The winter months are once again upon us, which means that temperatures are starting to decrease and there is an increase in the chance of water within your pipes freezing. As temperatures drop, the water in pipes can start to freeze. When this takes place, pressure from the freezing water expanding is exerted on the internal structure of the pipe, resulting in a burst or a forcing a part of the joints which can then on thawing lead to leaks. Beat the freeze this winter by understanding how you and your business can prepare your pipes for the colder weather. In this piece, we’ll run through how to identify frozen pipes, how to attempt to remedy frozen pipes and most importantly, what preventative measures you can take to protect your property from bursts and leak issues.
How to identify a frozen pipe?
Frozen pipe incidents are an extra inconvenience that no business owner wants to have to deal with. A burst pipe can cause significant damage and is usually expensive to fix not to mention the cost and environmental impact of losing water.
The signs of a frozen pipe are as follows:
- Inability to access running water from the taps.
- The pipe itself has frosted over.
- There may be an unpleasant smell coming from the drain.
Which pipes are most likely to freeze?
Waterlines, heating pipes and even sewage pipes can freeze over in winter. Pipes situated in older
buildings are also more prone to freezing due to metallic pipework – this type of pipework is better a conducting heat which means it loses it quicker too, therefore increasing the risk of freezing any water contained within. Exterior wall piping, basement and loft piping will also be more susceptible to freezing over due to a lack of insulation, making it harder to fend off ice-cold temperatures. Pipes in newer buildings are less likely to freeze due to the use of plastic pipework instead of metal.
If you’re looking to add an extra layer of protection, we’d recommend lagging your pipes. This
essentially means insulating them, which protects against condensation build up in cold water taps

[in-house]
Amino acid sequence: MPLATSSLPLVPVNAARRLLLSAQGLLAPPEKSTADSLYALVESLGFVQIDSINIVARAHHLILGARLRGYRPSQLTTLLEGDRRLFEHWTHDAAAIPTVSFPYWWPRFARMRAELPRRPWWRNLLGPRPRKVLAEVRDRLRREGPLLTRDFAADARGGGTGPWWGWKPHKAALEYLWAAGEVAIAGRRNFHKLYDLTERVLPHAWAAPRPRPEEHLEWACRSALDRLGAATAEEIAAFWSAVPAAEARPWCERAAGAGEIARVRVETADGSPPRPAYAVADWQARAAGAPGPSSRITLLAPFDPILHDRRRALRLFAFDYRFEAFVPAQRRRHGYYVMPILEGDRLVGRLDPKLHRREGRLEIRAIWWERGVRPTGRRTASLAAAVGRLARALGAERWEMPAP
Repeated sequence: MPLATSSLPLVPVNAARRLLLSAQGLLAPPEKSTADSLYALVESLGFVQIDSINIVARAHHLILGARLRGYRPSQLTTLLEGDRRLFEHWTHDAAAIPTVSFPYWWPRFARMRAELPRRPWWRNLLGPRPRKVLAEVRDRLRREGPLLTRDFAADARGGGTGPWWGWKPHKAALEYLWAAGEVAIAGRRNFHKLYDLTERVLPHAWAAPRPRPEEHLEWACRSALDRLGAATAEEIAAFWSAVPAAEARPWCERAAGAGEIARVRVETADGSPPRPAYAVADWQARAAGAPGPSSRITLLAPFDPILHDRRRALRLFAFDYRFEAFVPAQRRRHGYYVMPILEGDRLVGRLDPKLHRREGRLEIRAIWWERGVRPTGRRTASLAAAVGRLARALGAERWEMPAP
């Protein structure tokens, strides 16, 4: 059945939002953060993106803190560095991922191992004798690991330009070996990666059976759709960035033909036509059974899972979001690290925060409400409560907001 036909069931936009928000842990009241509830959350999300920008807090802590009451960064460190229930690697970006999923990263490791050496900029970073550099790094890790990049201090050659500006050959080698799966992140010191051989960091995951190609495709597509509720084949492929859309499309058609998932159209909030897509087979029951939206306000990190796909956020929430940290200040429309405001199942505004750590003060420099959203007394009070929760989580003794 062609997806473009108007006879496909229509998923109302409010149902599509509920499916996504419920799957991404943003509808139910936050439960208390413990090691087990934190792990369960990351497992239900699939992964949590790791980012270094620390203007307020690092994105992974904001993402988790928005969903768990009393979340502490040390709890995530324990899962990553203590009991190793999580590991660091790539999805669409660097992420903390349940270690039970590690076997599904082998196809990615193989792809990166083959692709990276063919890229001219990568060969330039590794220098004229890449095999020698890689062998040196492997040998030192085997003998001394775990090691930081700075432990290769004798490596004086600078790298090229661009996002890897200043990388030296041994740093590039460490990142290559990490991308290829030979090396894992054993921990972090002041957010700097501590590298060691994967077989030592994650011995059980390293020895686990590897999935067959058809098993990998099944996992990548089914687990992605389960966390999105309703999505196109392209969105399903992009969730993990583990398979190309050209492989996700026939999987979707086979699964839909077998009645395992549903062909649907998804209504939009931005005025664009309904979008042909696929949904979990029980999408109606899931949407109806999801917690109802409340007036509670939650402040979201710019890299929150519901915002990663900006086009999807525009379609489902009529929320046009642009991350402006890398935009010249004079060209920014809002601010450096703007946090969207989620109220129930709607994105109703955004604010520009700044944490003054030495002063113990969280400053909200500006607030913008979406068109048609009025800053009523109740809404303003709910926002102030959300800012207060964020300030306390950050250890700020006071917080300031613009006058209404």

and ensures less heat is lost in your hot water.
How to thaw frozen pipes
If you notice your pipes are frozen, you can try and gently thaw them. It’s crucial that this is attempted
as soon as you notice any instances of freezing, as this can help to prevent any further damage.
The good news is that you don’t have to be a plumbing expert to thaw your pipes. Here are a few of
our tips for doing so:
- Turn on all of the taps in the building – this will help to relieve pressure in the system.
Also, it can help you identify where the frozen pipe is as no running water will appear.
Following on from this you can find the section of the pipe that needs thawing.
- Warm pipes by turning up the heating – this increases the air temperature and can often be
enough to thaw frozen pipes. Also, try opening cupboards & loft hatches to circulate warm air.
For spaces where there is no heating available such as garages & lofts, a portable heater can
be used instead.
- Apply direct heat to the pipe – if the pipe is exposed, firstly locate the frozen section by
touch. Once you’ve located the affected area, attempt to warm the pipe slowly either with a
hairdryer or warm cloth. It is important that you never attempt this using a direct flame, as this
can burst or melt the pipe.
How to stop pipes freezing
Prevention is often better than cure when it comes to burst pipes. There are several things that you
can do to minimise internal pipework damage when cold temperatures hit, such as:
- Check the building exterior to ensure it is in good condition, and that there are no imperfections that could affect the insulation of the building
- Keep all windows closed to prevent drafts – the wind chill that comes with spiralling low temperature will do the most damage.
- If you have pipes that are prone to freezing, leave a tap trickling to keep water running in the system.
- If the building is left unattended for long periods, ensure the heating comes on for short periods every day.
- Have a business key holder make regular visits and checks to the building if unoccupied for some time.
- Ensure all pipes are lagged and water tanks are insulated, especially in cold areas of the building.
- Ensure any evaporative cooling systems are circulating at sufficient temperatures and not freezing.
- Make sure all chemical storage tanks and associated pipework are protected from freezing.
- If you can, isolate water supplies to areas which are prone to freezing. Remember to flush once a week (twice a week in healthcare) to prevent Legionella build up.
- Repair any dripping taps or overflows.
- Know where the property’s internal stopcock is and regularly check that it is functioning correctly.
- Ensure that you know where the water meter and sub meters are so they can be shut off quickly in an emergency.
- Have contingency plans in place to cover burst pipes
- Consider installing Northumbrian Water Group’s Total Water Solutions (TWS) AMR (Automated Meter Reading) solution. Our system can detect burst pipes at your property almost immediately and will then send a notification to your phone or computer.
Lower your risk of burst pipes this winter by taking preventative steps such as the ones outlined
above. For added peace of mind, get in touch with us to discuss how our solution can help you.